Michelle asked:

Discuss Hume’s response to Glaucon’s challenge

Answer by Craig Skinner

In brief:

Glaucon’s challenge is ‘Why should I be moral, if I can be immoral when it suits me, and can get away with it without loss of reputation?’

Hume has no better answer than Socrates does.

To enlarge:

In book two of Plato’s Republic, telling the story of Gyges who finds an invisibility ring and, using its powers, kills the king, marries the queen and takes all the riches of the kingdom, Glaucon asks Socrates which of us would act differently if we had this kind of power. He challenges Socrates to prove that it is always better to be moral (‘just’), rather than to be immoral even if the latter goes undetected and brings great benefit. Socrates spends the rest of the Republic trying to do this. He claims that immorality always brings psychological damage, and even claims that a moral person who is reviled, rejected, and unjustly regarded as immoral is still happier than an undetected immoral person who is rich and well-respected. Readers of Republic find Glaucon’s question more compelling than Socrates’ answer, and moral philosophers have struggled ever since to better it and to come up with a good argument that will convince an egoist to be moral.

Hume’s response notes the problem, endorses Socrates’ view that immorality damages a person’s integrity and peace of mind, makes the point that in practice immorality risks loss of reputation and future trust, but confesses to no good answer to the determined, careful egoist.

Thus, he says (An Enquiry Concerning the Principals of Morals, Sect. 9, 22-25).

‘…a sensible knave….may think that an act of iniquity….will make a considerable addition to his fortune, without causing any considerable breach in the social union…. That honesty is the best policy, may be a good general rule, but is liable to many exceptions: and he, it may perhaps be thought, conducts himself with most wisdom, who observes the general rule, and takes advantage of all the exceptions. I must confess that, if a man think that this reasoning much requires an answer, it would be a little difficult to find any which will to him appear satisfactory and convincing.’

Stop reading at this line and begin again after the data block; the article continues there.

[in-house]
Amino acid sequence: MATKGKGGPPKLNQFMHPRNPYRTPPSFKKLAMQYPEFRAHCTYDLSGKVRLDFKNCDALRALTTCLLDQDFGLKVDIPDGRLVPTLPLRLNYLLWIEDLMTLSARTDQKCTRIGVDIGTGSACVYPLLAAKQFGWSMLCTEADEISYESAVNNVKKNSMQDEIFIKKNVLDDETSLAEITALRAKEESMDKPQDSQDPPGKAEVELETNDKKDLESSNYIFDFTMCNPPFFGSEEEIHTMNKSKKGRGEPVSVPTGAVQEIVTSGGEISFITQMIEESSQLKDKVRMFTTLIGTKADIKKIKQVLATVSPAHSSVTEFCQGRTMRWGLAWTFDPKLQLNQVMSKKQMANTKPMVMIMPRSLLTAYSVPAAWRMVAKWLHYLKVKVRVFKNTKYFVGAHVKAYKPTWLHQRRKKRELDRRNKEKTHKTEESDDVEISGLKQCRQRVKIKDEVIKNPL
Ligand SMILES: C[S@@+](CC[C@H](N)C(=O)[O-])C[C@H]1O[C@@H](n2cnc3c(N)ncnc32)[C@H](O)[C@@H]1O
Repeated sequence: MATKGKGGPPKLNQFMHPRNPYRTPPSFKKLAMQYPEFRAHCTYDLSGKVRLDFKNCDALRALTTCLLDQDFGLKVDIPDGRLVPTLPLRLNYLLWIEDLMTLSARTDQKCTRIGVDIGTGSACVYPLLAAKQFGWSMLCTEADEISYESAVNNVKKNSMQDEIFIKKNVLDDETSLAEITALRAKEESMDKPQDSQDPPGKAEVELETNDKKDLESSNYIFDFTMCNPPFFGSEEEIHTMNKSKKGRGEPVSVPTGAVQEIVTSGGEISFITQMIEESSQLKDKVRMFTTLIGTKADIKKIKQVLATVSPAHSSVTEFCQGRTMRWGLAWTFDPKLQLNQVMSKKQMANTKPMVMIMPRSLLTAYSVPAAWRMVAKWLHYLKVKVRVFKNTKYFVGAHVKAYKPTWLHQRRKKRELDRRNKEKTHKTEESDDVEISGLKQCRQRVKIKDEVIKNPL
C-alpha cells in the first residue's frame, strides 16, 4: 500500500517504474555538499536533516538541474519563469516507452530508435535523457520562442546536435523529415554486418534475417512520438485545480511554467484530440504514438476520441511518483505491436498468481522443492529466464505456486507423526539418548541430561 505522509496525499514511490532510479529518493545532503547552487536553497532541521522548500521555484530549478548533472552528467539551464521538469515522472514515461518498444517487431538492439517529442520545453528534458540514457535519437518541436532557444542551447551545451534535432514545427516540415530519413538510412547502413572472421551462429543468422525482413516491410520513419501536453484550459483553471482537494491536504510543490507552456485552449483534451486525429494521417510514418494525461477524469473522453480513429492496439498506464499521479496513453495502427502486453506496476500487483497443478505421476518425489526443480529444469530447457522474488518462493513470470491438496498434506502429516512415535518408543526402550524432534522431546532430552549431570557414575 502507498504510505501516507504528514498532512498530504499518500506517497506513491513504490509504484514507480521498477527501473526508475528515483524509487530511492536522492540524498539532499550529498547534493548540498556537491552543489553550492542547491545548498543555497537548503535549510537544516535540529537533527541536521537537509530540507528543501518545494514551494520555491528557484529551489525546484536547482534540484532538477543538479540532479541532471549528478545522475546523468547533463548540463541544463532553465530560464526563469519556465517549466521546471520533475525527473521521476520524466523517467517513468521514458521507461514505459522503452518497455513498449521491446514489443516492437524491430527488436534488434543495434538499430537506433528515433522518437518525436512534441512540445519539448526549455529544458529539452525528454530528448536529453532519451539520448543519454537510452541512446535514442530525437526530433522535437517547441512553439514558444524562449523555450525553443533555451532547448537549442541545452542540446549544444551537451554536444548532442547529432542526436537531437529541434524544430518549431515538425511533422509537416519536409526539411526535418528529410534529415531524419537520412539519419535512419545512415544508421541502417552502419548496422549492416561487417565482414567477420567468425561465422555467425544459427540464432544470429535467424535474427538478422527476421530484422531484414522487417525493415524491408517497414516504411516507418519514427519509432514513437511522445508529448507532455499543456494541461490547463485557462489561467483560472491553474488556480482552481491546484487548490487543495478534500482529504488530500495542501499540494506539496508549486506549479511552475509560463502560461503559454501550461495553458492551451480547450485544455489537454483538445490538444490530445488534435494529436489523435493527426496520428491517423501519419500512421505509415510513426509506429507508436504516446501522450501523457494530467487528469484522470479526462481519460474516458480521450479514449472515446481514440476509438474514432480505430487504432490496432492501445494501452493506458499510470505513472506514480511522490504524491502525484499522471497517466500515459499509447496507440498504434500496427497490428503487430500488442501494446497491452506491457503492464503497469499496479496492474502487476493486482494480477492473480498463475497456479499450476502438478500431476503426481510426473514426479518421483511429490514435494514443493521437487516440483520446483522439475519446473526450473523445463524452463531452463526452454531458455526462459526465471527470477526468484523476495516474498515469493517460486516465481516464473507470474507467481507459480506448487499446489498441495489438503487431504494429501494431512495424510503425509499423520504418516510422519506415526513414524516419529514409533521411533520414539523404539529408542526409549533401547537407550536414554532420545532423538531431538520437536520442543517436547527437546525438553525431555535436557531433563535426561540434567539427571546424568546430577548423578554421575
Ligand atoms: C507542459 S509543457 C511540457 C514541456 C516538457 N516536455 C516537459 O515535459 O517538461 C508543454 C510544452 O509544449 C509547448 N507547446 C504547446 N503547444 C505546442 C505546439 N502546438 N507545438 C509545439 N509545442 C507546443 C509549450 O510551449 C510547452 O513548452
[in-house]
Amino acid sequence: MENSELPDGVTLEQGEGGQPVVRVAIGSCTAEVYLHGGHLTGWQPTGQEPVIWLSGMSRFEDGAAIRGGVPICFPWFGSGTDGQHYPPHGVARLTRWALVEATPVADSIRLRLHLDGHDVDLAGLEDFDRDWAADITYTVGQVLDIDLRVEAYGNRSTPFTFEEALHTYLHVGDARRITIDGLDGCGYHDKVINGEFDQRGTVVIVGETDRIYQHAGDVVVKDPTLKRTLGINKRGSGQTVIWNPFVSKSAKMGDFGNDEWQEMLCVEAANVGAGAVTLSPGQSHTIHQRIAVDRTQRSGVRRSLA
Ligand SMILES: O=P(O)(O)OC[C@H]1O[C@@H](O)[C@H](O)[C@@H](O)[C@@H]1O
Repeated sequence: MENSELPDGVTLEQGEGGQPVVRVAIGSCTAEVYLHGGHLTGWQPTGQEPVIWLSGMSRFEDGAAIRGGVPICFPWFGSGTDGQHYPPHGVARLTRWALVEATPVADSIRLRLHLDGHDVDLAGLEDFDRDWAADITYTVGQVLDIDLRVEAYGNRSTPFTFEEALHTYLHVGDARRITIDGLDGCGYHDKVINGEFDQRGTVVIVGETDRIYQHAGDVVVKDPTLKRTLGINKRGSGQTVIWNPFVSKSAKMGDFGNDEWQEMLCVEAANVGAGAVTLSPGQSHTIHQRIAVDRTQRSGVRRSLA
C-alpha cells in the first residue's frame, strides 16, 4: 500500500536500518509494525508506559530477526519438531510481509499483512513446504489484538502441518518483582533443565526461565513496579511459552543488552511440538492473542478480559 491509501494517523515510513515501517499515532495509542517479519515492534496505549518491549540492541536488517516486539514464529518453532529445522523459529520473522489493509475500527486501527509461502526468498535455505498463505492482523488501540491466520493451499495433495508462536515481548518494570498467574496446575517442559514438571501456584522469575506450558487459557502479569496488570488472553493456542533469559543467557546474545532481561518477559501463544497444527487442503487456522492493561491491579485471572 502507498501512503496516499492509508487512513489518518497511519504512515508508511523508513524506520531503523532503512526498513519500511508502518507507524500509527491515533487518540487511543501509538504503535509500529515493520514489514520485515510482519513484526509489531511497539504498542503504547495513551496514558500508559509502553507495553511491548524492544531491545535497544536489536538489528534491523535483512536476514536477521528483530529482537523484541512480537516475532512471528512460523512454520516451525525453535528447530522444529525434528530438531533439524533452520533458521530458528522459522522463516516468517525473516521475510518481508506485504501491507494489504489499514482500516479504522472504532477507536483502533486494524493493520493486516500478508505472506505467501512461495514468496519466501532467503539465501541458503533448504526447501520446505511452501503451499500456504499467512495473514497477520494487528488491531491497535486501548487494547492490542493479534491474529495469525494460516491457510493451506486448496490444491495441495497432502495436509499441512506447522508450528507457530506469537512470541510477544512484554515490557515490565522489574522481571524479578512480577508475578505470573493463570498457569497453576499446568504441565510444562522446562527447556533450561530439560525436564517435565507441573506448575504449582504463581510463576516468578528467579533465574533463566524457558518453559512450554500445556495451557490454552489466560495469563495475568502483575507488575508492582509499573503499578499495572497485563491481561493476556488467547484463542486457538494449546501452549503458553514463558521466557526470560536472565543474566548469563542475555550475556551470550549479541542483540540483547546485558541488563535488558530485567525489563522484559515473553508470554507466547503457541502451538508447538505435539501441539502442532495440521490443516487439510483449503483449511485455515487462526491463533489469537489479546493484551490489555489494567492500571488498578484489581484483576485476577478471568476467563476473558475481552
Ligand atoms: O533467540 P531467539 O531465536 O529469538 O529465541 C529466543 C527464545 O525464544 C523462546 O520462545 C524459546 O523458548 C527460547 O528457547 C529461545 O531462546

‘Inward peace of mind, consciousness of integrity… these are very requisite to happiness… knaves… have sacrificed the invaluable enjoyment of a character for the acquisition of worthless toys…’.

We are not asking why people in general should be moral. As Hobbes said, life in a society with no morality would be solitary, poor, nasty brutish and short. No, the immoral person wants to live in a generally moral society but to take advantage of it in her own self-interest. We are asking why an individual should herself be moral.

Suggested justifications are:

1. God commands it.
2. Makes for fulfilling life.
3. Irrational to do otherwise.

1. God commands it.

Even assuming there are any gods, obeying them for fear of punishment or hope of reward smacks of self-interest. No, just as a (good) god would command the rules because they are good, so we should follow them for this reason. But the egoist disagrees and we are no further on.

2. Makes for fulfilling life.

This is Socrates’ view, later Aristotle’s, Hume’s and modern virtue ethicists’. Virtue is necessary for eudaimonia (flourishing) according to our nature as rational, social, child-rearing mammals. I have sympathy with this view, that the ruthless, wealthy mobster is ignorant of what

constitutes real happiness. But I accept that the sensible knave can simply say it’s crazy to deny Gyges had a good life: he married a queen and ruled a kingdom, what more do you want?

3. Acting immorally is irrational.

This is one strand in the eudaimonic argument (2. above). But is famously the Kantian view, that the moral law is what we legislate for ourselves as rational autonomous beings, so that, being rational agents, we follow it, and to do otherwise is irrational. But again, the egoist can simply

say that she formulates maxims for her own interests and rationally follows them.

For completeness, more recent attempts by Nagel, Parfit and Alison Hills to cast doubt on the rationality or coherence of the egoist position, are, in my view, unconvincing.

In conclusion there is no knockdown argument that can convince a determined egoistic, immoral, ‘sensible knave’ to be moral, no Holy Grail of moral philosophy as it has been termed. But here we are no worse off than we are trying to convince the determined sceptic that the external world exists. I think, with Aristotle and the virtue ethicists, that we have reason to be moral: it is the best way to a fulfilled life, although luck, both good and bad, also plays a big part.